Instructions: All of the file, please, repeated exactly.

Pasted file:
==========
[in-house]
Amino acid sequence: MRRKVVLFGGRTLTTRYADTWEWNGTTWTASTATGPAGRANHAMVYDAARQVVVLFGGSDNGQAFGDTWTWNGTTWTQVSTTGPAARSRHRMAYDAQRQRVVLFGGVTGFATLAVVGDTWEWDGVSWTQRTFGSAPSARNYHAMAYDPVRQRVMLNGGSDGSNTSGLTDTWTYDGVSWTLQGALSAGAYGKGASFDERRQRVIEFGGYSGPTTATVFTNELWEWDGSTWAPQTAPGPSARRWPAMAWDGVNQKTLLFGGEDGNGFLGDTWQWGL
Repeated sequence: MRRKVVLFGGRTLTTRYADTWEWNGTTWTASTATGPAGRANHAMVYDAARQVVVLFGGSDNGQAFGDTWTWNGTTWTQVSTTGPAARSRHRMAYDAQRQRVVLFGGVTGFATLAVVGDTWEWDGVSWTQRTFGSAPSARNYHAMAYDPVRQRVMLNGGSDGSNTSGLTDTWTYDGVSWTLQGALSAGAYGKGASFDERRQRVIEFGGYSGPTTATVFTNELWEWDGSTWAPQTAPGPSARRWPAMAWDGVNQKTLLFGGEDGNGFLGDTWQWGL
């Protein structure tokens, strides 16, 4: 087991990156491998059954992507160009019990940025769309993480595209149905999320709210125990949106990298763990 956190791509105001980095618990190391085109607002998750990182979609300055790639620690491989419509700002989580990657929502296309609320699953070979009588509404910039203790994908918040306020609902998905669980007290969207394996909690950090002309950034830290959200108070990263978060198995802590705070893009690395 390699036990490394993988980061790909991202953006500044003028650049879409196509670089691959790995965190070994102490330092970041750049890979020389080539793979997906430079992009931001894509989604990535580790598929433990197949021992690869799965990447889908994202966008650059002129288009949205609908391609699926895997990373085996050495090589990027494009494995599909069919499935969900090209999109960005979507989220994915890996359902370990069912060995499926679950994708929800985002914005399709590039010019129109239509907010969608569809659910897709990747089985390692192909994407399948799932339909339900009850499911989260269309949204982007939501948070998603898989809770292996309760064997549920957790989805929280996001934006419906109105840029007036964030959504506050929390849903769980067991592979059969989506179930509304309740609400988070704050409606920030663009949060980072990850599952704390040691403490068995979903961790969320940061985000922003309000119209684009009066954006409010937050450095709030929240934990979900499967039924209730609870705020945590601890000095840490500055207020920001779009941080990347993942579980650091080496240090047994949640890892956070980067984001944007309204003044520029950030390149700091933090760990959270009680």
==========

[in-house]
Amino acid sequence: MRRKVVLFGGRTLTTRYADTWEWNGTTWTASTATGPAGRANHAMVYDAARQVVVLFGGSDNGQAFGDTWTWNGTTWTQVSTTGPAARSRHRMAYDAQRQRVVLFGGVTGFATLAVVGDTWEWDGVSWTQRTFGSAPSARNYHAMAYDPVRQRVMLNGGSDGSNTSGLTDTWTYDGVSWTLQGALSAGAYGKGASFDERRQRVIEFGGYSGPTTATVFTNELWEWDGSTWAPQTAPGPSARRWPAMAWDGVNQKTLLFGGEDGNGFLGDTWQWGL
Repeated sequence: MRRKVVLFGGRTLTTRYADTWEWNGTTWTASTATGPAGRANHAMVYDAARQVVVLFGGSDNGQAFGDTWTWNGTTWTQVSTTGPAARSRHRMAYDAQRQRVVLFGGVTGFATLAVVGDTWEWDGVSWTQRTFGSAPSARNYHAMAYDPVRQRVMLNGGSDGSNTSGLTDTWTYDGVSWTLQGALSAGAYGKGASFDERRQRVIEFGGYSGPTTATVFTNELWEWDGSTWAPQTAPGPSARRWPAMAWDGVNQKTLLFGGEDGNGFLGDTWQWGL
């Protein structure tokens, strides 16, 4: 087991990156491998059954992507160009019990940025769309993480595209149905999320709210125990949106990298763990 956190791509105001980095618990190391085109607002998750990182979609300055790639620690491989419509700002989580990657929502296309609320699953070979009588509404910039203790994908918040306020609902998905669980007290969207394996909690950090002309950034830290959200108070990263978060198995802590705070893009690395 390699036990490394993988980061790909991202953006500044003028650049879409196509670089691959790995965190070994102490330092970041750049890979020389080539793979997906430079992009931001894509989604990535580790598929433990197949021992690869799965990447889908994202966008650059002129288009949205609908391609699926895997990373085996050495090589990027494009494995599909069919499935969900090209999109960005979507989220994915890996359902370990069912060995499926679950994708929800985002914005399709590039010019129109239509907010969608569809659910897709990747089985390692192909994407399948799932339909339900009850499911989260269309949204982007939501948070998603898989809770292996309760064997549920957790989805929280996001934006419906109105840029007036964030959504506050929390849903769980067991592979059969989506179930509304309740609400988070704050409606920030663009949060980072990850599952704390040691403490068995979903961790969320940061985000922003309000119209684009009066954006409010937050450095709030929240934990979900499967039924209730609870705020945590601890000095840490500055207020920001779009941080990347993942579980650091080496240090047994949640890892956070980067984001944007309204003044520029950030390149700091933090760990959270009680």